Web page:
(Oriental Daily)  Chinese Internet users used human flesh search to identify the location to the front gate of a certain medical equipment company in Renqiu city, Hebei province.  When the video began, the two children tore at each other without explanation, pulling at each other's hair.  At first, they were evenly matched.  But the boy began to fade and ran away.  The girl chased him, punching and kicking him until he was down on the ground.  At this point, the male adult taking the video began unhappy.  He yelled at the boy: "Get up and hit her!  Hit sister!"  The two started to fight again, but the boy took a beating from his female cousin.  An adult woman heard the commotion and came out to find the boy injured with a cut lip.  The adult male laughed and told the girl: "This is how your father got his training as a child!"  He also said: "Good, you can beat up again later!"

Chinese Internet users call the cameraman cold-blooded for trying to cultivate children who are filled with hatred and violence.  They called for a human flesh search to find this psycho father.  Other Internet users said that parents believe that the fists represent the truth because society is unjust and the law is unfair.

Here "chaff" refers to the rumors that swirl around any major incident on the Chinese Internet.  At the present, most of the rumors are generated independently by Chinese Internet users who are probably looking for traffic and/or seeking to carry out justice.  But there is nothing to stop the practice from evolving into "chaff" -- rumors generated intentionally by the targets of an Internet campaign to distract and mislead.

In the case of "Red Cross Guo Meimei Baby," I mentioned that the case has been clogged with chaff to the point where it is hard to focus on the main points.  The microblogger Wendiluo has listed 20 rumors that gained wide circulation on the Internet.  This will give you some sense as to my frustration about such cases.  The following is a translation which includes some of my own commentary in case the background is unclear.

1. Shortly after Guo Meimei Baby became an Internet celebrity for bragging about her wealth and her relationship with the Red Cross Society of China, the microblog "Guo Changjiang RC" was registered.  Guo Changjiang is a vice president of the Red Cross Society of China, so some people took this microblogger to be that person himself.  Here are the facts: (1) "Guo Changjiang RC" was not a verified ID, so it could be anyone; (2) "Guo Changjiang RC" followed "Guo Meimei Baby" but not vice versa; (3) this user account went by another name previously and became "Guo Changjiang RC" only after the case broke open on June 21.  In so doing, all the previous microblog posts had been purged and only three new posts remained; (4) this account has been deleted by Sina.com with the explanation that the name "Guo Changjiang RC" was misinformative.  In other words, there is no microblog-related information that Guo Meimei is connected to Guo Changjiang.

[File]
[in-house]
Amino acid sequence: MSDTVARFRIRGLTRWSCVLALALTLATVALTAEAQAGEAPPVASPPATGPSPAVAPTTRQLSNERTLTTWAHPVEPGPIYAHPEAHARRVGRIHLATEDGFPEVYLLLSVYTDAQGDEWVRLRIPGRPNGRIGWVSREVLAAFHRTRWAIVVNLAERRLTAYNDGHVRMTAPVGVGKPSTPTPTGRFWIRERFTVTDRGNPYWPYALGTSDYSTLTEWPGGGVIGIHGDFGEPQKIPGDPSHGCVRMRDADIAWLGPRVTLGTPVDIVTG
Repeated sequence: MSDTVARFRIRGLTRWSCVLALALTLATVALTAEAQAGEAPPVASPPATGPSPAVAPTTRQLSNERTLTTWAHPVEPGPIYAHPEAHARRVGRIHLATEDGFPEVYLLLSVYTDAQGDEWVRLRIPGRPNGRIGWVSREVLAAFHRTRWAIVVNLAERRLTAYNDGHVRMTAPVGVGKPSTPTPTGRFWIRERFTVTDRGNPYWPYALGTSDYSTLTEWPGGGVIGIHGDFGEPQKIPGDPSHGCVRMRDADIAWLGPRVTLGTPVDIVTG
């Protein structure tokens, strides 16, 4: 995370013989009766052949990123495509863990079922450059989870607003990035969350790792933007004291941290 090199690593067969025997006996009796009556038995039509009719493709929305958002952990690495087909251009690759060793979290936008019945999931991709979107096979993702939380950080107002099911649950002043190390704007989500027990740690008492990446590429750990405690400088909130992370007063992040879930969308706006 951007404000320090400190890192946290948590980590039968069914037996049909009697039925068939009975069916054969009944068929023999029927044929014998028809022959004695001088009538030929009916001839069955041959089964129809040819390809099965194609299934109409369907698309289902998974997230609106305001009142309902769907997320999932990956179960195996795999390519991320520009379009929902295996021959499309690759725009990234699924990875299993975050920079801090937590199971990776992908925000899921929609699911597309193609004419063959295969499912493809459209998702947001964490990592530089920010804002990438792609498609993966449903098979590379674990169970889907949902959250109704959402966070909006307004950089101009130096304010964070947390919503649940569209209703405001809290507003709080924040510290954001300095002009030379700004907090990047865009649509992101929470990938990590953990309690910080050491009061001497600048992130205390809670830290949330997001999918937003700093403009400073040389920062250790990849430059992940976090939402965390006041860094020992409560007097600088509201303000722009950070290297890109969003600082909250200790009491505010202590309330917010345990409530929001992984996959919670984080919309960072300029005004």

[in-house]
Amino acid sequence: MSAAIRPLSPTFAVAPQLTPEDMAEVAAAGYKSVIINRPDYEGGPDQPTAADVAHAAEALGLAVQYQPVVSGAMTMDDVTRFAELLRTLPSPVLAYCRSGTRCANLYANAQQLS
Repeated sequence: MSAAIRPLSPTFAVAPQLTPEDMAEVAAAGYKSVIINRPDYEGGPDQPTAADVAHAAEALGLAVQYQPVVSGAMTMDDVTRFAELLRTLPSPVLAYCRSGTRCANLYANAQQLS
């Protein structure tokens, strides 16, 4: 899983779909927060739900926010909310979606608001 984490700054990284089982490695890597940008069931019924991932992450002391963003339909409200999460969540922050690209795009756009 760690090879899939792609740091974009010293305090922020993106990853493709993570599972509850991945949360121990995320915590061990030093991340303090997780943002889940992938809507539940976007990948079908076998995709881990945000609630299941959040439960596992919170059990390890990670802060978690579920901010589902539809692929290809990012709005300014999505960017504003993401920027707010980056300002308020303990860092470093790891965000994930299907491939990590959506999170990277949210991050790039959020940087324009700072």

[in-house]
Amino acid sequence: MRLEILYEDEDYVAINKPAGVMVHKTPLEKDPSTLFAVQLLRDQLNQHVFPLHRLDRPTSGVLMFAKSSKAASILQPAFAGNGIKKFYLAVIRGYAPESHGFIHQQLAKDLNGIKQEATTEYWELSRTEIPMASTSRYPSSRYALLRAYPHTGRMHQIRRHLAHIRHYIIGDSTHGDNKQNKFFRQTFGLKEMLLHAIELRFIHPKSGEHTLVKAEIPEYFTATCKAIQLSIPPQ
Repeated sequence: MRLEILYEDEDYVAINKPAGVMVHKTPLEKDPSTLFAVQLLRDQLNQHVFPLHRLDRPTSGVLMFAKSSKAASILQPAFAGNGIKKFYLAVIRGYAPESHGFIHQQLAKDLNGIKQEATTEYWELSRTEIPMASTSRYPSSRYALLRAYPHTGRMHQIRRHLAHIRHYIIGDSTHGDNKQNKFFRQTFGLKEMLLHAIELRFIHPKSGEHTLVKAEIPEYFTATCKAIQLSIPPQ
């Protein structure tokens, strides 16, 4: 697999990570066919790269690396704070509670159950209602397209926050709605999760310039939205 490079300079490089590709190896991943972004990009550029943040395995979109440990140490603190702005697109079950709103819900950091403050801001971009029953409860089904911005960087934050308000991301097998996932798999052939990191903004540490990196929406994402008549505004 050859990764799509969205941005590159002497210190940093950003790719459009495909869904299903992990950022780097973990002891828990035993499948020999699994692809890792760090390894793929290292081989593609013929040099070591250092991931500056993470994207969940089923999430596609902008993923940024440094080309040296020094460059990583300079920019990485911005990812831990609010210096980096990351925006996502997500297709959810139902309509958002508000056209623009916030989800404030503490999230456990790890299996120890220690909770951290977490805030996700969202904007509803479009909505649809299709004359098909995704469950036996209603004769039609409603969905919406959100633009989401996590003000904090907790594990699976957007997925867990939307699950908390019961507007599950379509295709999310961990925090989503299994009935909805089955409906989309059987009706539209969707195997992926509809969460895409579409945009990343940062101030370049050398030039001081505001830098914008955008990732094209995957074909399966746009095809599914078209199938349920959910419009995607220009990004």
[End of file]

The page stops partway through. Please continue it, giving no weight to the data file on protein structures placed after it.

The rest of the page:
2. Guo Meimei looks different now than compared to her younger photos, so it is likely that she had undergone cosmetic surgery.  However, the series of the post-surgery face of a young woman said to be Guo Meimei are fake.  The point that Guo Meimei had cosmetic surgery is not germane to any alleged Red Cross misdeeds and lying about it only detracts from the other evidence.

3. Guo Meimei and Guo Changjiang were alleged to have traveled to Australia together.  However, the fact is that when Guo Meimei was in Australia, Guo Changjiang was attending a Red Cross event in China as found in old news reports.

4. There is a group photo of the Red Cross Society Commercial Sector in which Red Cross Society vice president Guo Changjiang was present with many others.  One young woman was identified as Guo Meimei.  The Red Cross Society of China has pointed out that the young woman is a volunteer named Wang Congcong and her resemblance to Guo Meimei does not stand up to close scrutiny.

5. There is a photo of Guo Meimei sitting in a first-class airplane seat.  Behind her is a middle-aged man that Internet users have identified to be a certain deputy minister and/or Red Cross Society of China vice-president named Wang Jun.  The man has come forth to identify himself as a doctor with the Shanghai Chinese Medicine University named Zhang Xiaotian.  He has set up a verified Weibo account, and provided his own photos as well as air-travel information.  That information can be verified independently.

6. Guo Meimei's racecar is registered to a man named Wang Jun, born in 1969 and residing in Shenzhen.  Wang is a very common family name in China and Jun was a very popular given name ("Jun" means "army") at one time.  Thus, there must be at least several tens of thousands of men named "Wang Jun"'s in China, just as there are several tens of thousands of women named "Li Hong" ("Hong" means "red").  The deputy minister/Red Cross Society of China vice president Wang Jun was born in 1958 and does not reside in Shenzhen.  There is another Wang Jun who is the son of a Communist Party senior leader and he is born even earlier.